Connect with us

Hi, what are you looking for?

CleanTechnica

Clean Power

$500 Million For Geothermal Development (World Bank Project)

The World Bank just announced they are creating a new fund for international geothermal development. Their goal is to raise $500 million for new geothermal projects in a variety of countries. This initiative was spoken about at the Iceland Geothermal Conference in Iceland by Managing Director Sri Mulyani Indrawati. “Geothermal energy could be a triple win for developing countries: clean, reliable, locally-produced power.  And once it is up and running, it is cheap and virtually endless.Two of those goals are universal access to modern energy services, and doubling the world’s proportion of renewable energy,” explained Indrawati. (Source: World Bank)

Worker_in_Olkaria_KenyaThe World Bank and Iceland are already collaborating on potential development in Africa’s Rift Valley, a well-known geothermal hotspot. This area has been said by the United Nations Environment Program (UNEP) to have 2.5 to 6.5 GW of geothermal potential. Once operational, geothermal tends to be quite stable and long-lasting. The reliability and durability of geothermal energy could be quite a boon to developing countries that currently have economies tied to fluctuating oil prices. If they import a significant amount of oil, and some do, they are sending too much money out of country, so their own economic viability suffers. Clean, renewable, reliable domestic energy sources could help them grow and stabilize their economies.

The World Bank geothermal plan is intended to help overcome technical, financial, workforce and political barriers for developing countries with geothermal potential, and there are at least forty of these nations. Their geothermal resources are large enough that a significant amount of their electricity could be generated by this clean source, but they currently don’t have the ability to move assertively forward with such development.

One area the World Bank plan intends to help with is the initial drilling to determine the viability of a geothermal stream. This exploratory phase can cost millions of dollars and require a technical skillset and administration that is beyond some local capacities. Southeast Asia, Central America, and the Andes are areas with good geothermal resources, in addition to East Africa. If such regional geothermal installations are begun and completed, they obviously would create jobs both in the construction and operation, and would employ some local people.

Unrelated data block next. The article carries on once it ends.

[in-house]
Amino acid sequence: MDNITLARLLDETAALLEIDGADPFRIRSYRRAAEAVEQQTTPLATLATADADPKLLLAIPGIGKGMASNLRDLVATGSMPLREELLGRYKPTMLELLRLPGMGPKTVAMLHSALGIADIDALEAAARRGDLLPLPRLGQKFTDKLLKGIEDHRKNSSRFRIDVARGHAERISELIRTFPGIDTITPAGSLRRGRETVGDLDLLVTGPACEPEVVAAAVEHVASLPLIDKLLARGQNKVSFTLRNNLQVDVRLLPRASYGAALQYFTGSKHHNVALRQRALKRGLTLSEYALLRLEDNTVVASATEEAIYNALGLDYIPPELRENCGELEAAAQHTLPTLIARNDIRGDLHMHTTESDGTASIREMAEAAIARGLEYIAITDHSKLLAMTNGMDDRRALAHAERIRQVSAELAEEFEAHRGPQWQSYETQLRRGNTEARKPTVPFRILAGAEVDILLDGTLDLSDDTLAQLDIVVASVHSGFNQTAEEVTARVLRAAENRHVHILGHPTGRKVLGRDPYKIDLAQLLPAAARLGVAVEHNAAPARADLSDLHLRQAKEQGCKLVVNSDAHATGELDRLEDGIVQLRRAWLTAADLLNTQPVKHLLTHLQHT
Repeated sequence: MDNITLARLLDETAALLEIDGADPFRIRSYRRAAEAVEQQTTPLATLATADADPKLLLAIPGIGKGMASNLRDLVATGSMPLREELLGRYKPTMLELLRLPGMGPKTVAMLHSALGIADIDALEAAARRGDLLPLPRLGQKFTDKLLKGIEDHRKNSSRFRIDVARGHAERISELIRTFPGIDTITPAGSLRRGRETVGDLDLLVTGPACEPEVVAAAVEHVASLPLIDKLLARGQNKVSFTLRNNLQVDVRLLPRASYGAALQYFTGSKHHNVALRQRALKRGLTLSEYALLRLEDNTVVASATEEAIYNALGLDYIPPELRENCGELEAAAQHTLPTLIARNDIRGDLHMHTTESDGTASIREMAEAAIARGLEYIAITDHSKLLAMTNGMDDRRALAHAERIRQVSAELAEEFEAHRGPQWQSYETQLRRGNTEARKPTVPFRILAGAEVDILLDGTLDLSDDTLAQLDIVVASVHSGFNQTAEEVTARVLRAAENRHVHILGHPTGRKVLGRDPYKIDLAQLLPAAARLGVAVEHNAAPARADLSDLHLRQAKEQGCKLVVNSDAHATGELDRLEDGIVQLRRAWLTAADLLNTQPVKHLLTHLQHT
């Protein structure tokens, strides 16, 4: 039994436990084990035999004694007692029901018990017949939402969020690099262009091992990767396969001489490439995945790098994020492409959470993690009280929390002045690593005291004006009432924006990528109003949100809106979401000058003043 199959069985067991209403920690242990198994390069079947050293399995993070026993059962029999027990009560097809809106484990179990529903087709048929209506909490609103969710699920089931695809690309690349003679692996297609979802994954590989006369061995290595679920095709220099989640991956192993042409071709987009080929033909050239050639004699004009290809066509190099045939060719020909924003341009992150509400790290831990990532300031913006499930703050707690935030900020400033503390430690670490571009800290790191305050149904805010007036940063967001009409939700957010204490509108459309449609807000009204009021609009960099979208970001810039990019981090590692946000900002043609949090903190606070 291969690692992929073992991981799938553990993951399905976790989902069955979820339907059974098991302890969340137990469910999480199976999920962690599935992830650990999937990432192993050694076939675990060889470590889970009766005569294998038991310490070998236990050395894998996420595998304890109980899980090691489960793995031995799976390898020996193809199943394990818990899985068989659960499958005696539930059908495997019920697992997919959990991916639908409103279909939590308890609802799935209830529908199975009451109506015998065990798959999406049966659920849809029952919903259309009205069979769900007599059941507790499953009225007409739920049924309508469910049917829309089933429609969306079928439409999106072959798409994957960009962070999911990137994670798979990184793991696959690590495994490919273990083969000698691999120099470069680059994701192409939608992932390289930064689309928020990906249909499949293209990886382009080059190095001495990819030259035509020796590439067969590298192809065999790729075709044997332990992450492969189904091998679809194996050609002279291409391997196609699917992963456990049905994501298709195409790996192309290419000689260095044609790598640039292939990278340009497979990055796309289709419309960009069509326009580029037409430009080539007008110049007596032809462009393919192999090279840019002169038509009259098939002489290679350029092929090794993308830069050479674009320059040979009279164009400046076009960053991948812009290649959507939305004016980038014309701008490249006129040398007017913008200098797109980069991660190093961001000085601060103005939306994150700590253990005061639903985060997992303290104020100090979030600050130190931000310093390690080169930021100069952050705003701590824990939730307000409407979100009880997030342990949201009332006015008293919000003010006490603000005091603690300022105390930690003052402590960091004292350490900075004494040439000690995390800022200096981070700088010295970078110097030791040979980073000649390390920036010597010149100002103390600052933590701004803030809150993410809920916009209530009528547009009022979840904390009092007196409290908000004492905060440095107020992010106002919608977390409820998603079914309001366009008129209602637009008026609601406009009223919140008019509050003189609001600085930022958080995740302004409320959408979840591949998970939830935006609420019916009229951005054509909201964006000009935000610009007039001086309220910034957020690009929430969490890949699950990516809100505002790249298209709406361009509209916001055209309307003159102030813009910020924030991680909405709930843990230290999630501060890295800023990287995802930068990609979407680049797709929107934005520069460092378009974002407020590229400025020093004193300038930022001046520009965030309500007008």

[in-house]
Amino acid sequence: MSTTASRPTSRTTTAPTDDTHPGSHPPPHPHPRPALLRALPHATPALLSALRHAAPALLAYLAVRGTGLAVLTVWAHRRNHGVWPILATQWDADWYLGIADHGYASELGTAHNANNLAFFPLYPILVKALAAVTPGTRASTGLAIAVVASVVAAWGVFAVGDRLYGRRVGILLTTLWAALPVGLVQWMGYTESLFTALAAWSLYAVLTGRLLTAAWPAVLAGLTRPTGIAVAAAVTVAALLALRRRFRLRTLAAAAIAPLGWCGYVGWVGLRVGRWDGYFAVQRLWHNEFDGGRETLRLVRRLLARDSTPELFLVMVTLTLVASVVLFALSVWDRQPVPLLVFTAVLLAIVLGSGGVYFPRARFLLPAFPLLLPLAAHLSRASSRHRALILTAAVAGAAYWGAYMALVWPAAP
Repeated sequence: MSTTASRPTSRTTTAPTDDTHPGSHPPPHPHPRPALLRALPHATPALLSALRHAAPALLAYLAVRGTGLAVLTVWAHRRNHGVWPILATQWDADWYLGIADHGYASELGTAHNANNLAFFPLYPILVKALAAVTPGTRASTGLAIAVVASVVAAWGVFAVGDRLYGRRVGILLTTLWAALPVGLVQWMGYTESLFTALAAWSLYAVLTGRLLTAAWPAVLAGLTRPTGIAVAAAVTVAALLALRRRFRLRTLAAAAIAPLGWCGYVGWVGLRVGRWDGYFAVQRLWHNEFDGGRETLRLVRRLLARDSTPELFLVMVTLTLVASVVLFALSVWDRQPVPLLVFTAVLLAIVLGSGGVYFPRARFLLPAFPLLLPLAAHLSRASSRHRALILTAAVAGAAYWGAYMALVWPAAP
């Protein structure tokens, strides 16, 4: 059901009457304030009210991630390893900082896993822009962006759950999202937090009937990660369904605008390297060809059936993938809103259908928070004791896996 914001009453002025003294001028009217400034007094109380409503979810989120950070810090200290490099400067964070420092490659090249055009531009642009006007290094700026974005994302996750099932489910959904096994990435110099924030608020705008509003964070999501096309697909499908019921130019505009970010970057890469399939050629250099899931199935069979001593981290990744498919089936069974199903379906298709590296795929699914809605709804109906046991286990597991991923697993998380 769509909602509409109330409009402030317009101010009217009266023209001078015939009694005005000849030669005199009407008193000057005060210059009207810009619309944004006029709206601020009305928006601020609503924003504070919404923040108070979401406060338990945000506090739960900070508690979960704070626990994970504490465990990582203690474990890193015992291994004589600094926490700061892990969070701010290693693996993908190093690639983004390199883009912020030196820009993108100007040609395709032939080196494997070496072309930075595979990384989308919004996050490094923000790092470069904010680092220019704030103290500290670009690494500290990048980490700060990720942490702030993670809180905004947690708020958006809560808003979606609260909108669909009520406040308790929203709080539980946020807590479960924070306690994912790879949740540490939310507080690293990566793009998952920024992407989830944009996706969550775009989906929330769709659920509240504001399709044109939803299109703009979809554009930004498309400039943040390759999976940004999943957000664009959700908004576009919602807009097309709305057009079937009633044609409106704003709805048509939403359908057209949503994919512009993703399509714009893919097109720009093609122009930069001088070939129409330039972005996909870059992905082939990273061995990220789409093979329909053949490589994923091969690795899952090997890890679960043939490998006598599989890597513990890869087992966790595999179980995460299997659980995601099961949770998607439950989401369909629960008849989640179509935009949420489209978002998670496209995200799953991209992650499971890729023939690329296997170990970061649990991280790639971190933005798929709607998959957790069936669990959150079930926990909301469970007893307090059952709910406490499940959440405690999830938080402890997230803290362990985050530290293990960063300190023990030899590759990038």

Image Credit: Lydur Skulason, Wiki Commons

 
Don't want to miss a cleantech story? Sign up for daily news updates from CleanTechnica on email. Or follow us on Google News!
 

Have a tip for CleanTechnica, want to advertise, or want to suggest a guest for our CleanTech Talk podcast? Contact us here.
Advertisement
 
 

Written By

Hello, I have been writing online for some time, and enjoy the outdoors. If you like, you can follow me on Twitter: https://twitter.com/JakeRsol

Comments

You May Also Like

Clean Power

Today, the EU is investing over €1.8 billion in 17 large-scale innovative cleantech projects with a third round of awards under the Innovation Fund....

Cars

Welcome to the 8th Annual Top 10 EV Countries List! By Assaf Oron Sigh. Nowadays there’s always chance for breaking bad news to overshadow...

Cars

There are now 15 European countries that have 15% or more of new-car buyers buying plugin electric cars (full electric cars or plugin hybrids)....

Clean Power

NREL Geoscientist Champions Geothermal as Renewable and Resilient Heat and Power Source

Copyright © 2023 CleanTechnica. The content produced by this site is for entertainment purposes only. Opinions and comments published on this site may not be sanctioned by and do not necessarily represent the views of CleanTechnica, its owners, sponsors, affiliates, or subsidiaries.